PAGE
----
BVI premier says government has spent around $5m on inquiry so far

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The British Virgin Islands government spent around $5 million on the recent Commission of Inquiry (COI).

Speaking at a press conference last Friday, Prime Minister Andrew Fahie said the money was used to defend the territory’s name at the COI.

“I would say it’s definitely in the millions, close to $5 million. But the exact number, when the time comes, I’ll give it because it’s something that’s going on because when they expanded, we have to expand our numbers in legal, PR, etc. to protect the name of the country,” the prime minister said. noted.

“BVIs cannot be considered or given the appearance that we don’t want to be considered. That’s not the point at all. But we want to make sure that we have due process in the middle of this, but at the same time we have to protect the name of the Virgin Islands and protect your name. It will cost,” Fahie continued.

According to BVI News, the prime minister noted that former governor Augustus Jaspert entered the public space and slandered the name of the territory and there were also statements made in the UK House of Commons. United that the government had wasted the $40 million. [Social Security grant] between friends and buddies.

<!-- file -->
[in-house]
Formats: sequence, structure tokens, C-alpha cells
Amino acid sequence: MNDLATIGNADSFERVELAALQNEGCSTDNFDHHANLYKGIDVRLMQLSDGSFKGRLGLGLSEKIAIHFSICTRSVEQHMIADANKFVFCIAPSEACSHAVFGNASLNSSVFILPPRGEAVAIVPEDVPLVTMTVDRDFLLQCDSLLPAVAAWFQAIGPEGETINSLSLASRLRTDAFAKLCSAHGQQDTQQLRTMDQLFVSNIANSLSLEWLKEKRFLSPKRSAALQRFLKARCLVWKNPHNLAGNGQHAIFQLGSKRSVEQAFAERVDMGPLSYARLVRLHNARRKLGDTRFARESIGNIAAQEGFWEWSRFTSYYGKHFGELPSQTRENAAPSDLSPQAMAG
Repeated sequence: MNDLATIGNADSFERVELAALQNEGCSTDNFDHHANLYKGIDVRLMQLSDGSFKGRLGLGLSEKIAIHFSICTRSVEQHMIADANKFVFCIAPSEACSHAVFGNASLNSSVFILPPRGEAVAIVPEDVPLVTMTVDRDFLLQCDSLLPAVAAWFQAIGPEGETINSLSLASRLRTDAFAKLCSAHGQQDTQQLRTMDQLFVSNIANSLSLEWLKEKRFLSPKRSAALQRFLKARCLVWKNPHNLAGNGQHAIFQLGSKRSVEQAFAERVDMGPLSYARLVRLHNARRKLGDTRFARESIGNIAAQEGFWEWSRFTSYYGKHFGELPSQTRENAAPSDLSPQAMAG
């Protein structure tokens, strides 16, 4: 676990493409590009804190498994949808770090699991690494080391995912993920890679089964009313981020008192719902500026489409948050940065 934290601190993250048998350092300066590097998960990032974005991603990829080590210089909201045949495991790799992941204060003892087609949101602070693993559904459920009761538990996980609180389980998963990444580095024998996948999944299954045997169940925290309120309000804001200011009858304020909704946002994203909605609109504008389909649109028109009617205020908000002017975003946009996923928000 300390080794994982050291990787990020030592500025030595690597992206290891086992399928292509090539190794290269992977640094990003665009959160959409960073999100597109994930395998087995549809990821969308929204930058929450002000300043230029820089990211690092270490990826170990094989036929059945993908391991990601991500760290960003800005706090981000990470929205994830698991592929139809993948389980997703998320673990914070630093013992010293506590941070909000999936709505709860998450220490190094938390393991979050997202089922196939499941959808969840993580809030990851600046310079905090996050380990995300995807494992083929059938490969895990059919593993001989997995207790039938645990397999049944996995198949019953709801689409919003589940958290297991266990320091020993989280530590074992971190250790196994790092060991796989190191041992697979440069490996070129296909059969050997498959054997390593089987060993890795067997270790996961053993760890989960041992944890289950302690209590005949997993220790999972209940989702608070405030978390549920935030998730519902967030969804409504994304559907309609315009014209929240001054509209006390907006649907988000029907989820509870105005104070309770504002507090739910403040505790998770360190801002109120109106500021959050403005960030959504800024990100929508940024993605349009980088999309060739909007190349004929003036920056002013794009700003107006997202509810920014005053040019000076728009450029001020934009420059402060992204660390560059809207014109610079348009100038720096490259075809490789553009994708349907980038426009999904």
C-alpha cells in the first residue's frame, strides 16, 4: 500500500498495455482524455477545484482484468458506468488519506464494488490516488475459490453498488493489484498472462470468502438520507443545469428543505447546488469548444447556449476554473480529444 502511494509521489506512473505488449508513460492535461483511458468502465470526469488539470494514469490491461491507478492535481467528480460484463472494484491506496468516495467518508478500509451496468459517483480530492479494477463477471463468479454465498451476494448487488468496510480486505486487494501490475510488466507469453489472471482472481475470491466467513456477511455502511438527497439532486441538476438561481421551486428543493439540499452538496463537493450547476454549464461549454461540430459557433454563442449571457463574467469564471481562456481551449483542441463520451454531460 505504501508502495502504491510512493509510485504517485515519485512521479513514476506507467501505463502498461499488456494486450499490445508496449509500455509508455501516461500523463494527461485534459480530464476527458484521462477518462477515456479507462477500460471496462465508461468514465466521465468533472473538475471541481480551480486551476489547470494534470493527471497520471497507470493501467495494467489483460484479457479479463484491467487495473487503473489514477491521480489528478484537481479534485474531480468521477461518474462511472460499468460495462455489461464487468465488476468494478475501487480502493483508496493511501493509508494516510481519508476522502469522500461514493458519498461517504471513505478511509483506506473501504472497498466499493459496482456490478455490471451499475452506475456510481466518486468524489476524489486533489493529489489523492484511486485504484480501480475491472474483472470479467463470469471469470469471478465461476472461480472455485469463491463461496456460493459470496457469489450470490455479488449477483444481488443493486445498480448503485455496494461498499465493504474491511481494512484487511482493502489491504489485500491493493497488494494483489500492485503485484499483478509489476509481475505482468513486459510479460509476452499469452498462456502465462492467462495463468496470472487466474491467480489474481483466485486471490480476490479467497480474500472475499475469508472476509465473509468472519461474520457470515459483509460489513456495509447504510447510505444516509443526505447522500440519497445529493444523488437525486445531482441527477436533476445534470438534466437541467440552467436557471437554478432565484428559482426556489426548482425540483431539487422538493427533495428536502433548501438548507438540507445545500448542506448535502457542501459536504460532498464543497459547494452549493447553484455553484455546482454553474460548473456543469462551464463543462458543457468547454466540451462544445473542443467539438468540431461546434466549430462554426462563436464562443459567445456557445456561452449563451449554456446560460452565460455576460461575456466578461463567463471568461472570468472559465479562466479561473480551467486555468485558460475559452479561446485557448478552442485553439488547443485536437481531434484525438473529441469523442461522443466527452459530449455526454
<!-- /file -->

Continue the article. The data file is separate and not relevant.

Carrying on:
Fahie said the governor also gave the impression that the territory’s leaders, past and present, were working with the drug lords.

“A man’s name is all he has. I say it at every press conference, and I said it from the start. So we also had to hire a lawyer to defend the country and the name of the country during this process to ensure due process. You cannot have a country that is not allowed due process in any type of procedure that takes place legally,” the prime minister said.

Fahie said the COI has not only affected the government financially, but had an emotional effect on public servants.

“[It] emotionally affected many of our employees – especially our civil servants, with regard to the way the COI was launched and due to the arduous deadlines with sometimes very unreasonable requests for information,” he said.

“Nevertheless, we continue to emphasize that we do not disagree with a transparent and independent investigation that will yield a fair result,” Fahie added.

The Prime Minister said the issue has always been how and when the investigation was conducted given the complex and unique challenges faced by government, public servants and the public in the midst of COVID-19.

“Whatever the recommendations made by the COI report to further improve the systems of government, we will consider them and move forward in a way where there will be no backsliding when it comes to democratic advancement, constitutional and institutional advancement. the advancement of the people of the Virgin Islands and the aspirations of our people,” Fahie said.

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